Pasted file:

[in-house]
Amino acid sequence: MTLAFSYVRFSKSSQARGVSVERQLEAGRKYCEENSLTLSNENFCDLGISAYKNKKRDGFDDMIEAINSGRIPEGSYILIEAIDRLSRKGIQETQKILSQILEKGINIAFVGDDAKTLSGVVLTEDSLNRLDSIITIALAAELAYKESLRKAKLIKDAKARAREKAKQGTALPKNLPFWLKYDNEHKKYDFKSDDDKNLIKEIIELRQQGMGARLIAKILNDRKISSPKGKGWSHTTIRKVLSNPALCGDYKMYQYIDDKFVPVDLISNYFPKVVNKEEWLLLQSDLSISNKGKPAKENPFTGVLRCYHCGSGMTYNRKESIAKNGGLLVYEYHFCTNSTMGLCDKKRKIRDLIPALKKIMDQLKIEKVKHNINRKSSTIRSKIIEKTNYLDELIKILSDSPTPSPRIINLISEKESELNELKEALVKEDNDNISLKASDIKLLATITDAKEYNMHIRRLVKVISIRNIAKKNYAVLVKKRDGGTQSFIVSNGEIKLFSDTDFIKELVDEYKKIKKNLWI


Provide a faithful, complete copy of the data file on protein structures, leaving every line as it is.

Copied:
[in-house]
Amino acid sequence: MTLAFSYVRFSKSSQARGVSVERQLEAGRKYCEENSLTLSNENFCDLGISAYKNKKRDGFDDMIEAINSGRIPEGSYILIEAIDRLSRKGIQETQKILSQILEKGINIAFVGDDAKTLSGVVLTEDSLNRLDSIITIALAAELAYKESLRKAKLIKDAKARAREKAKQGTALPKNLPFWLKYDNEHKKYDFKSDDDKNLIKEIIELRQQGMGARLIAKILNDRKISSPKGKGWSHTTIRKVLSNPALCGDYKMYQYIDDKFVPVDLISNYFPKVVNKEEWLLLQSDLSISNKGKPAKENPFTGVLRCYHCGSGMTYNRKESIAKNGGLLVYEYHFCTNSTMGLCDKKRKIRDLIPALKKIMDQLKIEKVKHNINRKSSTIRSKIIEKTNYLDELIKILSDSPTPSPRIINLISEKESELNELKEALVKEDNDNISLKASDIKLLATITDAKEYNMHIRRLVKVISIRNIAKKNYAVLVKKRDGGTQSFIVSNGEIKLFSDTDFIKELVDEYKKIKKNLWI